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Singapore Art Museum – Singapore Biennale 2019
November 22, 2019 @ 8:00 amMarch 22, 2020 @ 7:00 pm SMT
SINGAPORE BIENNALE 2019 WILL BE HELD FROM
22 NOVEMBER 2019 TO 22 MARCH 2020
Catch a Sneak Preview of SB2019 during Singapore Art Week 2019
Singapore Biennale 2019 Teaser
During the upcoming Singapore Art Week 2019, SAM will offer a sneak preview of the Singapore Biennale 2019 (SB2019) through a Teaser event featuring SB2019 artists. Taking place on Saturday, 26 January 2019, the Teaser event will feature SAM curators and four contemporary artists in artist-curator talks, screenings and experimental performances throughout the afternoon and evening.
Established in 2006, the Singapore Biennale is the country’s pre-eminent platform for international dialogue in contemporary art — presenting and reflecting the vigor of artistic practices in Singapore and the region within a global context.
SB2019 artists Dennis Tan (Singapore/Japan) and Vandy Rattana (Cambodia) will be in conversation with SAM curators. Tan will explore the possibility of rebuilding and racing a Kolek, a traditional Southeast Asian racing yacht, as well as the cultural, anthropological, and historical implications of reviving this traditional sport; while Vandy will delve into his philosophical approach to art-making and the technicalities of producing films in a rapidly- changing Khmer landscape.
SAM will also screen Vandy’s moving image works MONOLOGUE and Funeral, set in Cambodia and centered around Khmer people, that shows a deeply personal side to the themes of loss, trauma, death and the afterlife. MONOLOGUE focuses on a small plot of unmarked land where Vandy’s sister and grandmother were discarded and buried, alongside five thousand others during the Khmer Rouge regime in 1978. Funeral follows up by considering the paradoxes of civilization through a fictional narrative that references metaphors of life, death, and rebirth.
The Teaser event will end with a night of experimental performances blending sound and moving images by SB2019 artists Arnont Nongyao (Thailand) and Zai Tang (Singapore/UK). From using field recordings of creatures from various habitats in Singapore threatened by human-centered development to reassembled archival footage and audio recordings of weekly markets in the northern part of Thailand, the performances provide a preview of the artists’ proposed installations for the upcoming Biennale.
Patrick Flores, the Artistic Director of SB2019 says, “The practice of these artists conveys the energy of Singapore Biennale 2019. It responds to the need to reflect on the condition of our time and invites a broad public to do this in the always shifting, and thus always urgent, contexts of contemporary art. Sound, moving image, performance, research, technology, craft, and local knowledge come together in this festival-seminar event which I hope members of the public will be inspired to participate in.”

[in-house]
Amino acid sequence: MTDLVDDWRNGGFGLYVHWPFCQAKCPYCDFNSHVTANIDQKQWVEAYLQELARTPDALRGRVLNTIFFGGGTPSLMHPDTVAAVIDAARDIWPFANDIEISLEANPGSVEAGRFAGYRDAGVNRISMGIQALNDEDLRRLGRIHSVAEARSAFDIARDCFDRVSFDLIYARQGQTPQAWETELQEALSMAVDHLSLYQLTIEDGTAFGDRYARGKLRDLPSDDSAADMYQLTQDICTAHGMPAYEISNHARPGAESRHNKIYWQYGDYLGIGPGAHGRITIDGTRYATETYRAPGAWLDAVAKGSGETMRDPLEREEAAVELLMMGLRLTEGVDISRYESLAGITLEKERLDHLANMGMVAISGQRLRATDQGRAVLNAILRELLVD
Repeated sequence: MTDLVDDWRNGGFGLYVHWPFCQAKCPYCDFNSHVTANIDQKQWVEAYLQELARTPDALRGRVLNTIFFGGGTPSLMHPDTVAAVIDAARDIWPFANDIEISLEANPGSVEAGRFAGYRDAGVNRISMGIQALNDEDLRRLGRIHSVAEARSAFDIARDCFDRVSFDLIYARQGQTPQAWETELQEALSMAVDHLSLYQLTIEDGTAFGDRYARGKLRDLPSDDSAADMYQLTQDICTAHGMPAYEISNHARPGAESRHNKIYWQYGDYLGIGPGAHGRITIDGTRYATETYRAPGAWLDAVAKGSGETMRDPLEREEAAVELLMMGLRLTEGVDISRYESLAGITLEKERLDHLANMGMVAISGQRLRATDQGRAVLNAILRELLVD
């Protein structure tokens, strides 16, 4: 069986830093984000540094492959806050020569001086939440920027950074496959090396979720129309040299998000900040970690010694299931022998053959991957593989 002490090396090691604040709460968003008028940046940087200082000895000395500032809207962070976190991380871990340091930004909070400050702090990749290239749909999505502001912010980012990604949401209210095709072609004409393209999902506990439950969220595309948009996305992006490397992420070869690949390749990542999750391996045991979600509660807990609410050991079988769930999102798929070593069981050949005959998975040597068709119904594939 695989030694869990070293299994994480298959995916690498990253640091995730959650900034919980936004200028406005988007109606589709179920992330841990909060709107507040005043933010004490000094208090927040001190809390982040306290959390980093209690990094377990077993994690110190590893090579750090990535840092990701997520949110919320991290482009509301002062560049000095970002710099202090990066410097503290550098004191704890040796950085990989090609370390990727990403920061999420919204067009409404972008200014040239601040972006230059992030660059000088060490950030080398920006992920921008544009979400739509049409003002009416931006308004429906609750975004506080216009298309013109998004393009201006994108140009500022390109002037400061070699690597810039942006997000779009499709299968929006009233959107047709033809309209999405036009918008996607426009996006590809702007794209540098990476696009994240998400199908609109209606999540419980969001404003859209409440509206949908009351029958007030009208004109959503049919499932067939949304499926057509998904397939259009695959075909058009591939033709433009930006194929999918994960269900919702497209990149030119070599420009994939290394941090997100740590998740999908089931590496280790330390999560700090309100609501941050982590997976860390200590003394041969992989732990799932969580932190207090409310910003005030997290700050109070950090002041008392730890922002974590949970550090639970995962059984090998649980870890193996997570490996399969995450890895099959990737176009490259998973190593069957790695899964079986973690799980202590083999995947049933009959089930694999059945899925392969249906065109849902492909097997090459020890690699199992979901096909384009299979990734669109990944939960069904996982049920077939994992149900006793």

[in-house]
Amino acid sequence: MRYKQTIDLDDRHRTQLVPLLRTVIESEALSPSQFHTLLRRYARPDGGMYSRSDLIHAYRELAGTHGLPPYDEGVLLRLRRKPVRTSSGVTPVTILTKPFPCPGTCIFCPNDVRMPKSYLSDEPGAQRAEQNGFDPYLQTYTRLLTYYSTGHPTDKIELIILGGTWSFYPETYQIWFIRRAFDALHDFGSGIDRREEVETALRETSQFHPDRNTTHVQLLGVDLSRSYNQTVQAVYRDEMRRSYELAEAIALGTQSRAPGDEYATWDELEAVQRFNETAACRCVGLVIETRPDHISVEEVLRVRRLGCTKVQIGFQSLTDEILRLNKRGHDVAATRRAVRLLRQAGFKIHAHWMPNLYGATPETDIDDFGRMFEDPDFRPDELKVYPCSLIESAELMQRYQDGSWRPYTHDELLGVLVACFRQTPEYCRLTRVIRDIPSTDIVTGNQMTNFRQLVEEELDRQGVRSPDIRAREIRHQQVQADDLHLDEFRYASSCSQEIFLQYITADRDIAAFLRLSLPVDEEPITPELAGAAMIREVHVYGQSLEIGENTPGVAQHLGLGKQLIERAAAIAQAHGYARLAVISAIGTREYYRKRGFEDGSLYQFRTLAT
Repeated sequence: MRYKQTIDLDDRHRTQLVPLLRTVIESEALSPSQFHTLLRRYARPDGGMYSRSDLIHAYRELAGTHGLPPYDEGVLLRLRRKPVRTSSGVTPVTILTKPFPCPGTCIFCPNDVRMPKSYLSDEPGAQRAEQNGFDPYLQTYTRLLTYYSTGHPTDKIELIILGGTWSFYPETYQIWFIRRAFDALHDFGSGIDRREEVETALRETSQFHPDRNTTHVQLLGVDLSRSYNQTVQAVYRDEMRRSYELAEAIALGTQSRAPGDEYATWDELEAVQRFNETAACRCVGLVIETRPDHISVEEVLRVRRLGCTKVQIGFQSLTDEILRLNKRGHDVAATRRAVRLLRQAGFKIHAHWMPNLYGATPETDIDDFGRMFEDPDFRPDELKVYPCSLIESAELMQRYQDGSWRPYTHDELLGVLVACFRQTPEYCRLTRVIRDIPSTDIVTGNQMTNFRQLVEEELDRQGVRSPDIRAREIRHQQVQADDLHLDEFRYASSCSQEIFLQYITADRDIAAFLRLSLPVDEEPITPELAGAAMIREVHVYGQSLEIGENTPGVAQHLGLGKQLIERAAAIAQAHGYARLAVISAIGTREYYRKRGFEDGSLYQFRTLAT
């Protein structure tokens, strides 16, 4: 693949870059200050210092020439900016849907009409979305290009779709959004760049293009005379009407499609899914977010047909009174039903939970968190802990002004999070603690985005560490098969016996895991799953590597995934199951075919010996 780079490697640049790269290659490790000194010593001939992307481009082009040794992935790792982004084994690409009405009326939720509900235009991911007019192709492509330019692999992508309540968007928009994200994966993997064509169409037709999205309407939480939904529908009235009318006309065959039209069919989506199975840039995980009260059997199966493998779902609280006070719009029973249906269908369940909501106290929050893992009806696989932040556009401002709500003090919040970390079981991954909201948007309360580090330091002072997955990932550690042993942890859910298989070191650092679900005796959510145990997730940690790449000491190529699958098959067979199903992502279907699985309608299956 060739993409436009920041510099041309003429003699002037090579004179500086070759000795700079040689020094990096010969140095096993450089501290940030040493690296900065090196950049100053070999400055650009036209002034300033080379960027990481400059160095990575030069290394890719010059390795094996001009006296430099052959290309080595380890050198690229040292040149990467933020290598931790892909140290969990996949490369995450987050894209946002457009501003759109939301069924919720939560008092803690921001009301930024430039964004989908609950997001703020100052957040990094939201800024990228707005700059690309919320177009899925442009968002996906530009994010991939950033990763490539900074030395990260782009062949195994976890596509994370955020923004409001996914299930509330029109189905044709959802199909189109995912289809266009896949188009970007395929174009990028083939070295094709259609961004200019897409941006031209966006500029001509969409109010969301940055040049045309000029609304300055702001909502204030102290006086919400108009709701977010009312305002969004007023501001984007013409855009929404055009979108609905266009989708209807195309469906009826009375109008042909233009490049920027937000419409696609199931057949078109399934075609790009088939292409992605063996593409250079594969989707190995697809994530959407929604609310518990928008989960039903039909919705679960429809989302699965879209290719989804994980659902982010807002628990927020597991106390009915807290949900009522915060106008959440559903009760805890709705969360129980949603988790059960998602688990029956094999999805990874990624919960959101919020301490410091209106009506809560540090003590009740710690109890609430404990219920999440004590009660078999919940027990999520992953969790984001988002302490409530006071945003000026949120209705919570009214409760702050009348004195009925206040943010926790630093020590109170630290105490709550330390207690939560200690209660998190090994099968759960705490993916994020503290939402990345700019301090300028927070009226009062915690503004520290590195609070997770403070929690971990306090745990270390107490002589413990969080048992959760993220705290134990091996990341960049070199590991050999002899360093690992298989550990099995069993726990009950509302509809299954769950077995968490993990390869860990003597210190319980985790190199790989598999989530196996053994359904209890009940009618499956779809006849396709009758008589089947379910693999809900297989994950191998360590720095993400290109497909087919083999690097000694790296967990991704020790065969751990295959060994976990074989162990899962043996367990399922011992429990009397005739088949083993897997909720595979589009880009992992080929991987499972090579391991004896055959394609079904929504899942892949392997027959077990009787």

More details about SB2019, including the title and direction, curatorial model, and venues, will be shared during Singapore Art Week 2019.
Artistic Director’s Statement
It may be said that the world is troubled. To sense such a state of flux is to begin to face it. What are the possibility of art, the artist, and the audience in light of this trouble? What is the responsibility of the artwork, its making, and its experience in the prospects of future action? Every effort to change the world for the better matters. The Singapore Biennale 2019 puts its faith squarely in the potential of art (and its understanding) to rework the world, expressed in the Biennale title: Every Step in the Right Direction.
In this examination of act and action, the Biennale then considers the necessity of the step, that is prompted by the Biennale’s geography, itself spanning nodes and locations across the city of Singapore, thus inviting audiences to be inspired in an exploration.
Furthermore, we observe this every day but a decisive act of walking in artistic practices, such as of Singapore artist, Amanda Heng. Utilising the act of walking in a number of performances (for example, Let’s Walk, first performed in 1999), Heng presents her audience with moments for moving forward, looking back, turning inward, venturing outward with others, in so doing, engendering reflection, the speculation or adoption of other perspectives, and the consideration of pasts.
As artistic director of the Singapore Biennale 2019 and a scholar of Southeast Asian art, in my effort to deepen the conversation on the need for an ethical gesture in our time and in history, I recall the words of Salud Algabre, who, in the 1930s in the Philippines, played a central role in a peasant movement that did not appear to achieve its immediate intentions.
Responding to a scholar on the perception of its failure, Algabre reasoned that no movement fails, “each one is a step in the right direction.” This apparently counterintuitive reply opens up for rethinking the condition of failure and the chance at transformation. In relation to art and its investigation of material and its ecologies, it might then be that this counterintuition restores hope as a medium of continuous conversions and as a method of getting things done the right way, but only in light of steps taken and decisions made about the right direction. Informed by such an impulse, SB2019 offers a sustainable, self-renewing project of change, and moves everyone to act — to make a step.
Patrick Flores, Artistic Director
Singapore Biennale 2019